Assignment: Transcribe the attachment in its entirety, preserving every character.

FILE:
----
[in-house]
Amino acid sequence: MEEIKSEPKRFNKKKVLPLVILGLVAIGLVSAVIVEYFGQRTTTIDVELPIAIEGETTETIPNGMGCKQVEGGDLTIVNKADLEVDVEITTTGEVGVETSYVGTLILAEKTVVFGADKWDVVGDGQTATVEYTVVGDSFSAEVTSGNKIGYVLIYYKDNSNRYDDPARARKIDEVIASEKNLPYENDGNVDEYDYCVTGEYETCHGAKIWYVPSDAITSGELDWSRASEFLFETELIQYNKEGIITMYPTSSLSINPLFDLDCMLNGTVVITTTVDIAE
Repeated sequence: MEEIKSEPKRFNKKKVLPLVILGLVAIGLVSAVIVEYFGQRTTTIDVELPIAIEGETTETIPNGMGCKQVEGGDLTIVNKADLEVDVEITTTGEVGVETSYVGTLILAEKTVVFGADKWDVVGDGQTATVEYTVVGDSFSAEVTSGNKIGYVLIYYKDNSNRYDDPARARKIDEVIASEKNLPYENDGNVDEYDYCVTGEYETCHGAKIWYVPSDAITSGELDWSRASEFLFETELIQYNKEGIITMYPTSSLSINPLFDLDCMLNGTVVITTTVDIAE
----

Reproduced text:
[in-house]
Amino acid sequence: MEEIKSEPKRFNKKKVLPLVILGLVAIGLVSAVIVEYFGQRTTTIDVELPIAIEGETTETIPNGMGCKQVEGGDLTIVNKADLEVDVEITTTGEVGVETSYVGTLILAEKTVVFGADKWDVVGDGQTATVEYTVVGDSFSAEVTSGNKIGYVLIYYKDNSNRYDDPARARKIDEVIASEKNLPYENDGNVDEYDYCVTGEYETCHGAKIWYVPSDAITSGELDWSRASEFLFETELIQYNKEGIITMYPTSSLSINPLFDLDCMLNGTVVITTTVDIAE
Repeated sequence: MEEIKSEPKRFNKKKVLPLVILGLVAIGLVSAVIVEYFGQRTTTIDVELPIAIEGETTETIPNGMGCKQVEGGDLTIVNKADLEVDVEITTTGEVGVETSYVGTLILAEKTVVFGADKWDVVGDGQTATVEYTVVGDSFSAEVTSGNKIGYVLIYYKDNSNRYDDPARARKIDEVIASEKNLPYENDGNVDEYDYCVTGEYETCHGAKIWYVPSDAITSGELDWSRASEFLFETELIQYNKEGIITMYPTSSLSINPLFDLDCMLNGTVVITTTVDIAE